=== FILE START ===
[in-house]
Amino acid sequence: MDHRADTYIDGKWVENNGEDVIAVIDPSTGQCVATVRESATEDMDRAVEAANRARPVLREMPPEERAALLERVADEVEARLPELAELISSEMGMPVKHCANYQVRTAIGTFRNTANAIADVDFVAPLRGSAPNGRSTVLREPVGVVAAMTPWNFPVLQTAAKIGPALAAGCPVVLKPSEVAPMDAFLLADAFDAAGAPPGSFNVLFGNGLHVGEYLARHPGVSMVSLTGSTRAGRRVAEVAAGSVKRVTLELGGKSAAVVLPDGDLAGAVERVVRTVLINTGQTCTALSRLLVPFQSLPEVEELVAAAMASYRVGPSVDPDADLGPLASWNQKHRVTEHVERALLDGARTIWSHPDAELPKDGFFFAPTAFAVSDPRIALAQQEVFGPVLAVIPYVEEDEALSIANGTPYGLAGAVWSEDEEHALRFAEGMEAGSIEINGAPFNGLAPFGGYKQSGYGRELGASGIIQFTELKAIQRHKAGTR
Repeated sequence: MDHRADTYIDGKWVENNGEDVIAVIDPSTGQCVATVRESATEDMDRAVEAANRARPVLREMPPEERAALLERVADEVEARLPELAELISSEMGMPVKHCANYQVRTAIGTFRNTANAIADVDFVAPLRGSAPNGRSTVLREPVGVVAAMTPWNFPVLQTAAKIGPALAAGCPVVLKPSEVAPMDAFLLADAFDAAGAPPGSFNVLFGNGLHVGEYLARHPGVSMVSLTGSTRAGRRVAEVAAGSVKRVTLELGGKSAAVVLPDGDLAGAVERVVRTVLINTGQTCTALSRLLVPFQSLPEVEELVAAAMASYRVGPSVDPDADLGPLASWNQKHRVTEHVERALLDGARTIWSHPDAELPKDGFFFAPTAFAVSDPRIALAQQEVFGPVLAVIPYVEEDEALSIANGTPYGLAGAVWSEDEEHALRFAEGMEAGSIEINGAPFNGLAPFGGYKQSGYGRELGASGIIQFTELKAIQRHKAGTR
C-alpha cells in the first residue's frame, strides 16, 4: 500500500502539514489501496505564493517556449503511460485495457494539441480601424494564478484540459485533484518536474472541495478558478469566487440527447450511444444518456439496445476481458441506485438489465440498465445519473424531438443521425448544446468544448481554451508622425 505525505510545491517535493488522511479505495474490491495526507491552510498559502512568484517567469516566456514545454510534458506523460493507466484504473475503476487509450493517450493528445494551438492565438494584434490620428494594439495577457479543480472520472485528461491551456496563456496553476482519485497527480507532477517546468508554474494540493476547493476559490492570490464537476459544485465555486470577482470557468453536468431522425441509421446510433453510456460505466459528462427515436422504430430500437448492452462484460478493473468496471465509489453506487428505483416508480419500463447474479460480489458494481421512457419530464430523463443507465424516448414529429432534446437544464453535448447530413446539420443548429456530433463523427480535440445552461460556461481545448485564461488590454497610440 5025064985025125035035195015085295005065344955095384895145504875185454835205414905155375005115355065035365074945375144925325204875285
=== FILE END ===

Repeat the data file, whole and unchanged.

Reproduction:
[in-house]
Amino acid sequence: MDHRADTYIDGKWVENNGEDVIAVIDPSTGQCVATVRESATEDMDRAVEAANRARPVLREMPPEERAALLERVADEVEARLPELAELISSEMGMPVKHCANYQVRTAIGTFRNTANAIADVDFVAPLRGSAPNGRSTVLREPVGVVAAMTPWNFPVLQTAAKIGPALAAGCPVVLKPSEVAPMDAFLLADAFDAAGAPPGSFNVLFGNGLHVGEYLARHPGVSMVSLTGSTRAGRRVAEVAAGSVKRVTLELGGKSAAVVLPDGDLAGAVERVVRTVLINTGQTCTALSRLLVPFQSLPEVEELVAAAMASYRVGPSVDPDADLGPLASWNQKHRVTEHVERALLDGARTIWSHPDAELPKDGFFFAPTAFAVSDPRIALAQQEVFGPVLAVIPYVEEDEALSIANGTPYGLAGAVWSEDEEHALRFAEGMEAGSIEINGAPFNGLAPFGGYKQSGYGRELGASGIIQFTELKAIQRHKAGTR
Repeated sequence: MDHRADTYIDGKWVENNGEDVIAVIDPSTGQCVATVRESATEDMDRAVEAANRARPVLREMPPEERAALLERVADEVEARLPELAELISSEMGMPVKHCANYQVRTAIGTFRNTANAIADVDFVAPLRGSAPNGRSTVLREPVGVVAAMTPWNFPVLQTAAKIGPALAAGCPVVLKPSEVAPMDAFLLADAFDAAGAPPGSFNVLFGNGLHVGEYLARHPGVSMVSLTGSTRAGRRVAEVAAGSVKRVTLELGGKSAAVVLPDGDLAGAVERVVRTVLINTGQTCTALSRLLVPFQSLPEVEELVAAAMASYRVGPSVDPDADLGPLASWNQKHRVTEHVERALLDGARTIWSHPDAELPKDGFFFAPTAFAVSDPRIALAQQEVFGPVLAVIPYVEEDEALSIANGTPYGLAGAVWSEDEEHALRFAEGMEAGSIEINGAPFNGLAPFGGYKQSGYGRELGASGIIQFTELKAIQRHKAGTR
C-alpha cells in the first residue's frame, strides 16, 4: 500500500502539514489501496505564493517556449503511460485495457494539441480601424494564478484540459485533484518536474472541495478558478469566487440527447450511444444518456439496445476481458441506485438489465440498465445519473424531438443521425448544446468544448481554451508622425 505525505510545491517535493488522511479505495474490491495526507491552510498559502512568484517567469516566456514545454510534458506523460493507466484504473475503476487509450493517450493528445494551438492565438494584434490620428494594439495577457479543480472520472485528461491551456496563456496553476482519485497527480507532477517546468508554474494540493476547493476559490492570490464537476459544485465555486470577482470557468453536468431522425441509421446510433453510456460505466459528462427515436422504430430500437448492452462484460478493473468496471465509489453506487428505483416508480419500463447474479460480489458494481421512457419530464430523463443507465424516448414529429432534446437544464453535448447530413446539420443548429456530433463523427480535440445552461460556461481545448485564461488590454497610440 5025064985025125035035195015085295005065344955095384895145504875185454835205414905155375005115355065035365074945375144925325204875285